There is such passion and control from Brigette Peyré in Ma prison with wonderful instrumental timbres. The last song, Sous le soleil, the longest at nearly four minutes, with Peyré superb in the soaring passages, is a wonderful setting surely showing Denisov as a master of song.

Ekaterina Kouprovskaia-Denisova ‘s Cinq Romances d’Anna Akhmatova are beautiful settings of poems by the Russian writer Anna Akhmatova, sensitively  orchestrated by Edison Denisov for small ensemble. There is mystery, passion and drama here with the settings pointing up the emotions of the original poems. Once again these are terrific performances.

Denisov’s Chamber Symphony No.2 comes from near the end of his life but it is nevertheless full of energy and invention. Consisting of one movement, this work is shorter than the first chamber symphony.  It opens with a riot of instruments before settling down to a quieter section but with occasional outbursts from various instruments. Untuned percussion features heavily. Though the music does settle to a degree it always feels as if an eruption is ready to break out from the scurrying music – as it often does. It is this tension and the underlying rhythms that drive the music. Later on a solo flute provides some respite though the music is still rhythmically unsettled. After this quieter section, the music grows with unturned percussion leading to frantic music and a tremendously violent end.

Listeners new to Denisov will probably find that his first Chamber Symphony is an easier work to digest than the second Chamber Symphony. I cannot see anyone not finding both the song cycles attractive. Sadly the texts provided are only in Russian and French but the notes by Ekaterina Kouprovskaia are excellent. With wonderful performances and a first rate recording this disc is ideal for those who would like to get to know Edison Denisov’s often exquisite music.

Tuesday, 18 December 2012

Unusual Italian repertoire from Francesco La Vecchia and the Orchestra Sinfonica di Roma on Naxos

Such was the dominance of opera in 19th century Italy that any composer who wanted to write instrumental music was almost certainly going to have difficulties. This was the fate of composers such as Giuseppe Martucci (1856-1909) and Giovanni Sgambati (1841-1914).

Sgambati was born in Rome, the son of an Italian father and English mother. Educated in the ancient town of Trevi in the region of Umbria, he gained early experience as a singer and conductor whilst also writing church music.

In 1860 he settled in Rome where he worked hard to gain an acceptance of German music, then little known in Italy. Remarkably, Beethoven’s Symphony No.3 (The Eroica) did not have a single performance in Italy until 1867.  He was supported in his endeavours by Liszt, who was at that time in Rome.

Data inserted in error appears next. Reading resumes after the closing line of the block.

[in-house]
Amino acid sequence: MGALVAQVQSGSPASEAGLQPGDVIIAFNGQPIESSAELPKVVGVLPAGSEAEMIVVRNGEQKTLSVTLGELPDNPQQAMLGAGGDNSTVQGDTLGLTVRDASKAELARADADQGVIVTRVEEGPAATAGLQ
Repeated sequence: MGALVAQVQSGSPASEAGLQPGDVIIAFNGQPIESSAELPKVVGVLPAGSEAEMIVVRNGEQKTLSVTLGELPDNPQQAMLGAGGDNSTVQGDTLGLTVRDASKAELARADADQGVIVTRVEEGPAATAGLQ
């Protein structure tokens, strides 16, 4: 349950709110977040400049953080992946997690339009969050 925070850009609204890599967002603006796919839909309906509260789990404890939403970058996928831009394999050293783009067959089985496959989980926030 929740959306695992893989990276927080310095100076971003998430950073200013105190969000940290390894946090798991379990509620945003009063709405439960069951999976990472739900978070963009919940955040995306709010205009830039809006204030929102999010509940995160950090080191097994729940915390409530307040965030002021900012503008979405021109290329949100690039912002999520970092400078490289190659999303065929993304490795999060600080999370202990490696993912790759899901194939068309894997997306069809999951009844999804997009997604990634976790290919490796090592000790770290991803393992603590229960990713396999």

During this time he wrote a quartet, two piano quintets, an octet, and the overture Cola di Rienzo (1866). In the same year as his overture, Sgambati conducted Liszt's Dante Symphony, and, travelling to Munich with Liszt, heard Richard Wagner's music for the first time. His first collection of songs was published in1870 and his Symphony No.1 in D major Op.16 was played at the Palazzo del Quirinale on 28th March 1881.

Sgambatio wrote his Piano Concerto in G minor Op.15 in 1878/80 which he performed during his first visit to England in 1882. His Symphony No. 2 in E flat was written in 1883/85 and his Sinfonia epitalamio was given at the Philharmonic during his second visit to England, in 1891. Sgambati’s largest work, the Messa da Requiem, Op. 38 (1895/1901), was performed in Rome 1901.

Naxos have just issued a recording of his Overture: Cola di Rienzo and Symphony No.1 in D major Op.16 performed by the Orchestra Sinfonica di Roma conducted by Francesco La Vecchia.

Sgambati’s Overture: Cola di Rienzo was inspired by the dramatic poem Cola di Rienzo written by the Italian dramatist Pietro Cossa (1830–1880). It was the same historical figure that inspired Wagner’s opera Rienzi, der Letze der Tribunen (last of the Roman Tribunes).

It is a richly varied work, full of interest with a wonderfully transparent orchestration. A slow, quiet, melody opens the overture before woodwind join in, hesitantly playing triplets which are then taken up by the strings as the music grows louder and more decisive. The opening melody returns several times during the course of the overture. The music quickens and so emboldened flows along with a great forward momentum. There are brass interjections, passages for woodwind and muted trumpets before a quiet section with a rich string melody.

A brief passionate climax precedes the return of a variant of the opening theme. The music rises again with woodwind against strings leading to a dramatic section before falling back again with brass playing over the strings. A lighter sounding theme is introduced by a harp leading to music for strings and woodwind that has a balletic feel before building again to a climax. The music falls again before low brass intone a melancholy theme. The brass rises louder intoning the same theme. Clarinets and rippling strings enter with a lovely variant of the original melody in a glorious coda.